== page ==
Wednesday, March 2, 2022
In addition to the tones of monitors and equipment that are expected in hospitals, a new sound can be heard on the floors of Hoops Family Children’s Hospital – music.
HFCH is partnering with Aspire! Conservatory of Fine & Performing Arts in Ashland to conduct a three-month pilot project to introduce music therapy to pediatric patients and their families.
Music therapy is an established health profession in which music is used within a therapeutic relationship to address physical, emotional, cognitive and social needs. Following an assessment, a qualified music therapist creates a treatment plan that can include creating, singing, moving to, or just listening to music.
“Music therapy helps create surroundings that can often support children and their families while receiving medical care,” said Carleigh Cazad, MT-BC, board-certified music therapist with Aspire! Conservatory. “Music therapy provides opportunities for the patient and their family to express their feelings toward illness, while also supporting the goals set by their treatment team. Often times, this can improve their overall outlook and optimism.”
Cazad meets with patients from 9 a.m. to noon Monday through Friday, providing emotional support, facilitating movement and engaging patients in an outlet to express their feelings.
“We started the pilot in December with funding from donations to the Cabell Huntington Hospital Foundation, so there is no cost to patients,” said Melanie Akers, HFCH director. “The reviews from the patients, families and staff have been overwhelmingly positive already.”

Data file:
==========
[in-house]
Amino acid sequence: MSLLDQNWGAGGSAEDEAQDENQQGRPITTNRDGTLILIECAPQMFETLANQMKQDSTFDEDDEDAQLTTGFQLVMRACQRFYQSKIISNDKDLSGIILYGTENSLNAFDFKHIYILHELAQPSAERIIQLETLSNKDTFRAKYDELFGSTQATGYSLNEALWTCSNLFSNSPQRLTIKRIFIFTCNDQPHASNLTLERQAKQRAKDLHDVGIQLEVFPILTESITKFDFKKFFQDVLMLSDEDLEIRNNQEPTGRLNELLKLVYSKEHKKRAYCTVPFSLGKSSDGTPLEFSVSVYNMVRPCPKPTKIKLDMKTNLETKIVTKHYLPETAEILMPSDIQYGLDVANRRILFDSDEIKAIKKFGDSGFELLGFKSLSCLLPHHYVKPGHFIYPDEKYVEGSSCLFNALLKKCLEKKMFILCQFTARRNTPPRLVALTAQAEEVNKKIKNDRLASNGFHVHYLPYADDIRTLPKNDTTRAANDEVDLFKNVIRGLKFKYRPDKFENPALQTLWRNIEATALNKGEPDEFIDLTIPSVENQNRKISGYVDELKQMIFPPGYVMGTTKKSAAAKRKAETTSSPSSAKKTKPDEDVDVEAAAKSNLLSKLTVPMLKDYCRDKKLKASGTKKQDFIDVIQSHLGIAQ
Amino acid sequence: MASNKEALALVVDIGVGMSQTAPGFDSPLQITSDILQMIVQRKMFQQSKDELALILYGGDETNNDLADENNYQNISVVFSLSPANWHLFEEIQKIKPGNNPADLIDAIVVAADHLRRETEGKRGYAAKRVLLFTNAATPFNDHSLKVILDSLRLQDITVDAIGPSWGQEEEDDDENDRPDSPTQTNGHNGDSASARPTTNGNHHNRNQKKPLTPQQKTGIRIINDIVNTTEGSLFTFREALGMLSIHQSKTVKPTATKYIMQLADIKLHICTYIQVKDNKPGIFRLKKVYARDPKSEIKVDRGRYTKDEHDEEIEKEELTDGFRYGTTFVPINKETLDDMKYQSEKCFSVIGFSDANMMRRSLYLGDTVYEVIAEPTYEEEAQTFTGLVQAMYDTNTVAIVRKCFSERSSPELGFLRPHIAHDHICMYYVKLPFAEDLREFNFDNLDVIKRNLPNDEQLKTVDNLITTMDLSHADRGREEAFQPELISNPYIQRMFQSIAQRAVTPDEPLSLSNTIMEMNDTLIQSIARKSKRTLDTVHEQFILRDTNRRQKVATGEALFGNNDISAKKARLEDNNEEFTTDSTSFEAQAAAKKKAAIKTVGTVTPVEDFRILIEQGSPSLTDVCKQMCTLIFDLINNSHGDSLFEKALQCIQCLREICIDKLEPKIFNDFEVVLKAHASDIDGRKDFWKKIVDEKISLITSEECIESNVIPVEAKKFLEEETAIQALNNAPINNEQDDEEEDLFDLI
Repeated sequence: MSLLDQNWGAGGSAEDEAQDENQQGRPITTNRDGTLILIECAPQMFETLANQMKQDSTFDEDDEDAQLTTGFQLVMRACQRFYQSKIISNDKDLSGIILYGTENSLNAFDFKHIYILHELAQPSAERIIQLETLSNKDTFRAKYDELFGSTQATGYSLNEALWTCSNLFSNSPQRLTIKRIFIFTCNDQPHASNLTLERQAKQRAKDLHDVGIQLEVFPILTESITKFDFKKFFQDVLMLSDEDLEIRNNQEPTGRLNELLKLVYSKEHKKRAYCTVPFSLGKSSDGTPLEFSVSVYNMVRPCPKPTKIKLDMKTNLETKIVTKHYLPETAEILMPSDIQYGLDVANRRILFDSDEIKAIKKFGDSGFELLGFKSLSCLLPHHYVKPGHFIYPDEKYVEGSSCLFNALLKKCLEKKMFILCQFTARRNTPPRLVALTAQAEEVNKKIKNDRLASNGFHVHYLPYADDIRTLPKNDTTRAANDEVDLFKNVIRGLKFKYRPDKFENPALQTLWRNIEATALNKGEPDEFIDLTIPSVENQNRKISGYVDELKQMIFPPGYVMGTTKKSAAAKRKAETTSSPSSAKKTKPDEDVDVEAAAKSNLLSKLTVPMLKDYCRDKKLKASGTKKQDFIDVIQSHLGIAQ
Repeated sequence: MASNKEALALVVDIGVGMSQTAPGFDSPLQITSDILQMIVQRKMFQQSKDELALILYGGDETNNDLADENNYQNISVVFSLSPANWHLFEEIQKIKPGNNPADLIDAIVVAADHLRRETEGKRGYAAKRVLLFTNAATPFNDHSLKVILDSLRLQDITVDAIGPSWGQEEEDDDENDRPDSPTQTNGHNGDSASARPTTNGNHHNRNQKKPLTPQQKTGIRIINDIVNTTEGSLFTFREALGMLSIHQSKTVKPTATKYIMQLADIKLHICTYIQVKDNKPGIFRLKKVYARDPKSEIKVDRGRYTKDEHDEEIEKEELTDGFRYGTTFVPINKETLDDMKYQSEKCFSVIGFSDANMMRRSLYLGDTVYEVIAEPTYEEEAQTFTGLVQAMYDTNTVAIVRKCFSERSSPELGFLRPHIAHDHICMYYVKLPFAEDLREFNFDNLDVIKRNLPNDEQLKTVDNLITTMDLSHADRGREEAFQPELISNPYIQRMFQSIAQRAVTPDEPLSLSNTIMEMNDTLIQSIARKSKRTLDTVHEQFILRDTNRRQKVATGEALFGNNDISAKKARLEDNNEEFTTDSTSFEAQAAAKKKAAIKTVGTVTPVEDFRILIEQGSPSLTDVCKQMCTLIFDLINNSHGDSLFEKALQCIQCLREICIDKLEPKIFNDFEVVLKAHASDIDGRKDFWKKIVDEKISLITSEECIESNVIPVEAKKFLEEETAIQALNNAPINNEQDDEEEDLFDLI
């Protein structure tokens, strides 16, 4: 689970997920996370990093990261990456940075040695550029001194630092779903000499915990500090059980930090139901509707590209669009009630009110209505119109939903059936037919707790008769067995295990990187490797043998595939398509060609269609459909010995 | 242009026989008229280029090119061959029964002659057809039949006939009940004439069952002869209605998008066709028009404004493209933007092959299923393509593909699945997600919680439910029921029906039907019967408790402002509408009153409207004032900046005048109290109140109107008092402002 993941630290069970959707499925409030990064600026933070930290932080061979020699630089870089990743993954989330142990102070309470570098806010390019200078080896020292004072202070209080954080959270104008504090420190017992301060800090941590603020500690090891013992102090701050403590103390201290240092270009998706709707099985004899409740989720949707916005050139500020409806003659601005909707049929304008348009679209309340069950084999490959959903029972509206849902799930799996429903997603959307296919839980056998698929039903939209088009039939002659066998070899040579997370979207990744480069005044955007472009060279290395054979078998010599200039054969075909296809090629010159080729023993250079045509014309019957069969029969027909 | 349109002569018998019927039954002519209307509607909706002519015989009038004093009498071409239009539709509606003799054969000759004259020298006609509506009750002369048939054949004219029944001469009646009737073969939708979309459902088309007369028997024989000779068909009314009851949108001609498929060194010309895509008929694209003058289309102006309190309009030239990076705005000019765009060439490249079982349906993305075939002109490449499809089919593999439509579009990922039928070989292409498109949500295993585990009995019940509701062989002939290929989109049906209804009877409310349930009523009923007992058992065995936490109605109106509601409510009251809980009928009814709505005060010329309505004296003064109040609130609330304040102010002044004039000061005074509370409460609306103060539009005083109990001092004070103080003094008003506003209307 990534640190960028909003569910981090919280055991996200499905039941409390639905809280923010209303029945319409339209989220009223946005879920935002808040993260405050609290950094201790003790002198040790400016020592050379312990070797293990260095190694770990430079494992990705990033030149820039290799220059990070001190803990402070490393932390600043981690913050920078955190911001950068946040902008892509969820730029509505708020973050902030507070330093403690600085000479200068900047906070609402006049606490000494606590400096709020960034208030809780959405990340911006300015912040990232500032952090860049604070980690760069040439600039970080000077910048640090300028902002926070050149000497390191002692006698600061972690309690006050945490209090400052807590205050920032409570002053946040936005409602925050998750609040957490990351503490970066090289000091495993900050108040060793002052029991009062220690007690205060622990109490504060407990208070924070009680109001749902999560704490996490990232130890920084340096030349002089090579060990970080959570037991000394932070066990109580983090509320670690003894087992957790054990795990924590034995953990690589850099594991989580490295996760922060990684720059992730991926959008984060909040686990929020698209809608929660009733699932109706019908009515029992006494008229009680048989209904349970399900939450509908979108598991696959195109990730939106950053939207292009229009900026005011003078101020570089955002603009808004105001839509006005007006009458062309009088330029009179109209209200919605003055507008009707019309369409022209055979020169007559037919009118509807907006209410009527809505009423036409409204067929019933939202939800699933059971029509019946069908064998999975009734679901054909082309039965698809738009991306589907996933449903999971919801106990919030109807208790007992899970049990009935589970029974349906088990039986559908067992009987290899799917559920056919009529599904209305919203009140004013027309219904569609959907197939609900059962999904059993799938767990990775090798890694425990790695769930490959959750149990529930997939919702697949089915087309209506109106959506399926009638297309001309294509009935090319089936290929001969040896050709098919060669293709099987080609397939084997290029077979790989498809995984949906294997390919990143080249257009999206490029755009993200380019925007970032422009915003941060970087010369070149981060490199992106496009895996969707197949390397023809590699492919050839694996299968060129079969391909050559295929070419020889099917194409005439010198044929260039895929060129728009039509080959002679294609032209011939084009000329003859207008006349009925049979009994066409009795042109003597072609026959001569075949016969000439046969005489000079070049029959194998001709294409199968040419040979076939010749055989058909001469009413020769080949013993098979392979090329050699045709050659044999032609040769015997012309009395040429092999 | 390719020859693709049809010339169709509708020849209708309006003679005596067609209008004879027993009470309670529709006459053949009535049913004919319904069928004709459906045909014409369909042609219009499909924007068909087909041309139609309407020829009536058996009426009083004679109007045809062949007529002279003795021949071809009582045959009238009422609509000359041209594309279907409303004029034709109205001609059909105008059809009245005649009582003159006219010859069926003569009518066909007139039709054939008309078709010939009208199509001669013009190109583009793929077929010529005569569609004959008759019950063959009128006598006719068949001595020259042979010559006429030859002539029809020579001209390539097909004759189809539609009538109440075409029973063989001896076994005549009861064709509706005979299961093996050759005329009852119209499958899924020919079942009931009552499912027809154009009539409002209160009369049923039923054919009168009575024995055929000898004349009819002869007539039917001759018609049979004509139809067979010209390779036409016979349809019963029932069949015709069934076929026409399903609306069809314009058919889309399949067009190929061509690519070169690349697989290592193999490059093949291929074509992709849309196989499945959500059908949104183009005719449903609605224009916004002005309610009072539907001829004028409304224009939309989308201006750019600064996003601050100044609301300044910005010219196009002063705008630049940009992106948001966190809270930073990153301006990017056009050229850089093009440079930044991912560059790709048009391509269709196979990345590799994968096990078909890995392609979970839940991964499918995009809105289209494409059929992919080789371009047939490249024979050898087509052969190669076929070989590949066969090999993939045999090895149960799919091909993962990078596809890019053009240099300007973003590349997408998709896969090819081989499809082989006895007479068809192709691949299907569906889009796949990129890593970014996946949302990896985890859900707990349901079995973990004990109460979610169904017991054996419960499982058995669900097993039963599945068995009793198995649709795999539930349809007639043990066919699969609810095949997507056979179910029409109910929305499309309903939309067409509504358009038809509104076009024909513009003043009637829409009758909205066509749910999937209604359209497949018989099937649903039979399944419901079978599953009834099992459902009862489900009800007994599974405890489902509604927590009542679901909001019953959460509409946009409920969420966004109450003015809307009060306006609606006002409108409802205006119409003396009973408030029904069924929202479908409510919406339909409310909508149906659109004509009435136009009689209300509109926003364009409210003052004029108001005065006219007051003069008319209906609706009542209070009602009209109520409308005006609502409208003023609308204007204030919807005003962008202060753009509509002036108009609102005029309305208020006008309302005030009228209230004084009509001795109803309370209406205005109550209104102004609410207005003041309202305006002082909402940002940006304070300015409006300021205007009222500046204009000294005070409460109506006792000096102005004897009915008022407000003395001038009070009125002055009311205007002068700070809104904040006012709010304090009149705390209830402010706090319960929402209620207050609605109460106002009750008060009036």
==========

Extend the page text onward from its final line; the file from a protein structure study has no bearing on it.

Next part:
“We have a patient whose family speaks Spanish and Carleigh learned to sing Feliz Navidad before the patient was scheduled to come back for his next treatment,” said Brooke Bella, APRN, FNP-C, who works in Pediatric Hematology/Oncology at the Edwards Comprehensive Cancer Center. “When he returned, she sang the song to the family and they were in tears. These are the moments that make our patients’ days a little better.”
“It is so rewarding to know that in some way we can use music to make the hospital stays and treatments a little more comfortable,” said DeNeil Hartley, administrative director for Aspire! Conservatory. “If we can provide any level of joy and hope for these children, then we have fulfilled our ministry. My heart is full!”
Anyone wishing to support the music therapy program through a donation can do so by visiting https://mountainhealthfoundations.org/giving/ or calling 304.399.4685.
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